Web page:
"Hunt for Paradise" is the title of the Asia Society exhibition and accompanying catalogue. EH speaks of "The soul living on after death and starting its journey to the next world"or "the silk at both ends would close the cosmic circle with the arrival into paradise". Both ideas would seem to have their origin in Arthur Upham Pope`s "Paradise Park" concept.

A more prosaic interpretation would be the Hunt as a favored pastime of the nobility down through the ages and behind that hunting as a preparation for war.

Elias Cannetti has demonstrated(in "Crowds and Power") how the Mongols adapted their game hunting strategy to hunt people. It`s well known that one of Shah Ismā`ģl`s great pleasures was the hunt-along with wine drinking, drugtaking and lechery.

Truly immanent, however, are Los Ardabilos.

Author: john taylor
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Mon, Jun 21st, 2004 08:24:52 AM

Did you know?
Before Eberhart Herrmann, there was Hermann Eberhard.
Published 1955,Frankfurt/Stuttgart.

Author: jc
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Mon, Jun 14th, 2004 09:11:39 AM

John: I imagined Shah Ismā`ģl and not Shah "Imail" is the lucky guy you reference at the end of your post and now we have gone ahead and changed it. Thanks for the confirmation.

Author: jc
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Sun, Jun 13th, 2004 10:55:28 AM

John: excellent post, thanks from me and, I am sure, RK.com's readership. Clearly you have spent quite a bit of time studying these amazing rugs and your perspective is both interesting and enlightening.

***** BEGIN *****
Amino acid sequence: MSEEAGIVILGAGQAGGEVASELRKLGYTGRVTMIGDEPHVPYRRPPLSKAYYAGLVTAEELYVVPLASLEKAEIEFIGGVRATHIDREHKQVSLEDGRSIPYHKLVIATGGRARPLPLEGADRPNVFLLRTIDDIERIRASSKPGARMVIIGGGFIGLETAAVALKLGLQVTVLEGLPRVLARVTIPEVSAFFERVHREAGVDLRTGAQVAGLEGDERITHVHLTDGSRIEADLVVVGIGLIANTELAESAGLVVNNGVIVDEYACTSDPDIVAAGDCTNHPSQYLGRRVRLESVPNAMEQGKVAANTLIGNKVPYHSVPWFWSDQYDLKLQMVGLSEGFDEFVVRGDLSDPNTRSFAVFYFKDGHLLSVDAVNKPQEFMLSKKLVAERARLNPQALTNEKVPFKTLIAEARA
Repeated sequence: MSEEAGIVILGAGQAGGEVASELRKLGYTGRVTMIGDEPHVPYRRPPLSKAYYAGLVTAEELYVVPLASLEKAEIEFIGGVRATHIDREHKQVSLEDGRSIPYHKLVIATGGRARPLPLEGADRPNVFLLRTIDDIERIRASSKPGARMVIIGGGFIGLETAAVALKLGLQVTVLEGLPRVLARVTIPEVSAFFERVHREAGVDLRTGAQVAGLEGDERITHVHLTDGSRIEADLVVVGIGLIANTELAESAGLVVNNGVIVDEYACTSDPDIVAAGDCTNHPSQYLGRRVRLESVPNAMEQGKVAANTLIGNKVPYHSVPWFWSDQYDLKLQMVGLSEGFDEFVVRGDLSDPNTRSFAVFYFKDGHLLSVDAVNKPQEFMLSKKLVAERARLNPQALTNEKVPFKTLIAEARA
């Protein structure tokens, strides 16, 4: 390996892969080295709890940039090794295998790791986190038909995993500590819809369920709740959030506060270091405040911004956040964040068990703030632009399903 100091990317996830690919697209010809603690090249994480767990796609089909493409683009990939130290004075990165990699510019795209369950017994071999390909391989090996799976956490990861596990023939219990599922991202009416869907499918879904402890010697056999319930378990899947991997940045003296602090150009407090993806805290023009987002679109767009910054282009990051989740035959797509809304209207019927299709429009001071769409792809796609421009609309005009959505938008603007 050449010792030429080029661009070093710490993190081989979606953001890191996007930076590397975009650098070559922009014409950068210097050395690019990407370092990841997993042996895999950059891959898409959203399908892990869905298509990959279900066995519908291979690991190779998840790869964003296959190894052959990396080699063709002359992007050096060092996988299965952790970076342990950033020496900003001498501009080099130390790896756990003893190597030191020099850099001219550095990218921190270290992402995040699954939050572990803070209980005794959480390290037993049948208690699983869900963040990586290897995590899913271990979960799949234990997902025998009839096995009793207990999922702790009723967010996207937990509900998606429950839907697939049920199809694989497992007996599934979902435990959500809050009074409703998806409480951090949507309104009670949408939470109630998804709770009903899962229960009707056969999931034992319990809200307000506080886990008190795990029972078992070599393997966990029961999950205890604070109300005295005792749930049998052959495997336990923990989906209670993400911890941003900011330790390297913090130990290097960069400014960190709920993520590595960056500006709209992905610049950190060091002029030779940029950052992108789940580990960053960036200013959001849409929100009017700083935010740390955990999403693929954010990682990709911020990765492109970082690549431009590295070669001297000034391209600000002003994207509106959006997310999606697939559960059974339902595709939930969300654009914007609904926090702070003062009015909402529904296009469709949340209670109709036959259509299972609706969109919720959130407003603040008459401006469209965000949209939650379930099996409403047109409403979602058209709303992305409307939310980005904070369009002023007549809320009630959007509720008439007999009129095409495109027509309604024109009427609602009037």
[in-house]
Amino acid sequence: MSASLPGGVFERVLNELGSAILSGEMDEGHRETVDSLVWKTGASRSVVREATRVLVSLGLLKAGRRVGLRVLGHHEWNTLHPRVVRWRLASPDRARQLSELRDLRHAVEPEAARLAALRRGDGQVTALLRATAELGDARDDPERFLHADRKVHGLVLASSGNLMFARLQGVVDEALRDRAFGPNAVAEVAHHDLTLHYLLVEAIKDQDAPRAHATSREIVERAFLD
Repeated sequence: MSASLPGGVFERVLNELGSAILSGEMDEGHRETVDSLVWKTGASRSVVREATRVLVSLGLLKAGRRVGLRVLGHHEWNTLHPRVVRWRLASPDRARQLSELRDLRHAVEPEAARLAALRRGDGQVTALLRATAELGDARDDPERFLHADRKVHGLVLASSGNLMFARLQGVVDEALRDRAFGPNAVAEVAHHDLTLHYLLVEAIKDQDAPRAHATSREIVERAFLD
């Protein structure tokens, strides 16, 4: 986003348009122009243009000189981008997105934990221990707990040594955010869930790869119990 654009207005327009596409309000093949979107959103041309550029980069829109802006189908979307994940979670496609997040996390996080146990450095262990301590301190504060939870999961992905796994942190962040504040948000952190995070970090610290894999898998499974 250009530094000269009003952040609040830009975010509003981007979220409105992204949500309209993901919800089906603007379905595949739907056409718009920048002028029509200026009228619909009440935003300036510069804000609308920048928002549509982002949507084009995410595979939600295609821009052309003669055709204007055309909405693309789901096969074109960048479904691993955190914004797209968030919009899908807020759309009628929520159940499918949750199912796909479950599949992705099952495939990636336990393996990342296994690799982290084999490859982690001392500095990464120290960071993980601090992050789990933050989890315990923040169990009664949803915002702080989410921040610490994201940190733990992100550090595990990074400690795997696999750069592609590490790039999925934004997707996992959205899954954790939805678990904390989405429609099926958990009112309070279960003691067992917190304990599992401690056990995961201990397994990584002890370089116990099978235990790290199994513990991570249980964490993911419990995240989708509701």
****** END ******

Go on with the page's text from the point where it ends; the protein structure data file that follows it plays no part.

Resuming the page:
Over the years I have had the opportunity to see the Vienna rug and the Pezzoli in the flesh and must admit both are tour de force examples of Safavid art and technology.

The art value of these Classical carpets is well commented upon, however, they were also immense technological achievements. From the designing to the gathering and production of the constituent materials and finally to the actual weaving processes the making of such carpets, for the time period, were equal perhaps to something akin to our space program today.

These weaving required an enormous amount of both labor and technical expertise - facts often overlooked and overshadowed by appreciation of their visual beauty. Someday, perhaps, documentary evidence will be uncovered to allow us, five centuries later, to understand how the marshalling of resources, both natural and human, were prepared, organized and focused.

As for Hermann's posits and positions? What more can we say other than he is reinforcing the fact he has fallen off the deep end.

The first signs of this appeared more than a decade ago when, at a private invitation only affair held at sotheby's in New York, Hermann "introduced" some wild and comical "theories" about the sacred bird being the source of many carpet designs. I was there and must say it was hard to keep from laughing out loud at the absurd and preposterous opinions Hermann presented as "facts".

Sometime later we all know about how he vacated his showroom, stole his inventory, left his wife, reneged on his financial responsibilities to his family and commercial lenders, screwed rippon-boswell and a number of his suppliers. Since then Hermann has produced several equally distorted and nonsensical tracts, which like the piece you mention, have been published in Gereh. These "works" are basically gibberish and basically unreadable in English, as is probably the case in German as well, right?.

To say Hermann has shot himself in the foot is, in my opinion, a gross understatement. So naturally could his latest and greatest be any different?